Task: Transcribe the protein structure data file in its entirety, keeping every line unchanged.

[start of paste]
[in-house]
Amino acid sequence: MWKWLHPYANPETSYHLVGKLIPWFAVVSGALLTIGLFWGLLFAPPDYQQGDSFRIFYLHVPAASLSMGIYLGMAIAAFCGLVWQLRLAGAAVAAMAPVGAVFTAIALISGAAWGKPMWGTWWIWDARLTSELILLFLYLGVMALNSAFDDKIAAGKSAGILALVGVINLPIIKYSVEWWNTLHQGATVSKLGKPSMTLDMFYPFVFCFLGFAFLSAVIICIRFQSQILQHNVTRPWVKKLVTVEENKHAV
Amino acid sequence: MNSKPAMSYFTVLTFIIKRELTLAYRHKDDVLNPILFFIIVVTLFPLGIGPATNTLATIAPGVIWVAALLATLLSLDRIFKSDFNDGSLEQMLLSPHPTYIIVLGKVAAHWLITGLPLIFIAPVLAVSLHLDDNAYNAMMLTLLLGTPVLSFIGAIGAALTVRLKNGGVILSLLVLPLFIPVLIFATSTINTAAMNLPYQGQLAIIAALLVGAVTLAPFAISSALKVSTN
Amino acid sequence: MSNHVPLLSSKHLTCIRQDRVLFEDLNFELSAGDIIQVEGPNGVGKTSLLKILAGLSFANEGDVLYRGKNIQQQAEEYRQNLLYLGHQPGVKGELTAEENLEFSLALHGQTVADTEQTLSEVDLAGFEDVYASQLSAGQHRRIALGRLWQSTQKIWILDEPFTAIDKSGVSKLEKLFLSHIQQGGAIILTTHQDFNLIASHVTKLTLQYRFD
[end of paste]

[in-house]
Amino acid sequence: MWKWLHPYANPETSYHLVGKLIPWFAVVSGALLTIGLFWGLLFAPPDYQQGDSFRIFYLHVPAASLSMGIYLGMAIAAFCGLVWQLRLAGAAVAAMAPVGAVFTAIALISGAAWGKPMWGTWWIWDARLTSELILLFLYLGVMALNSAFDDKIAAGKSAGILALVGVINLPIIKYSVEWWNTLHQGATVSKLGKPSMTLDMFYPFVFCFLGFAFLSAVIICIRFQSQILQHNVTRPWVKKLVTVEENKHAV
Amino acid sequence: MNSKPAMSYFTVLTFIIKRELTLAYRHKDDVLNPILFFIIVVTLFPLGIGPATNTLATIAPGVIWVAALLATLLSLDRIFKSDFNDGSLEQMLLSPHPTYIIVLGKVAAHWLITGLPLIFIAPVLAVSLHLDDNAYNAMMLTLLLGTPVLSFIGAIGAALTVRLKNGGVILSLLVLPLFIPVLIFATSTINTAAMNLPYQGQLAIIAALLVGAVTLAPFAISSALKVSTN
Amino acid sequence: MSNHVPLLSSKHLTCIRQDRVLFEDLNFELSAGDIIQVEGPNGVGKTSLLKILAGLSFANEGDVLYRGKNIQQQAEEYRQNLLYLGHQPGVKGELTAEENLEFSLALHGQTVADTEQTLSEVDLAGFEDVYASQLSAGQHRRIALGRLWQSTQKIWILDEPFTAIDKSGVSKLEKLFLSHIQQGGAIILTTHQDFNLIASHVTKLTLQYRFD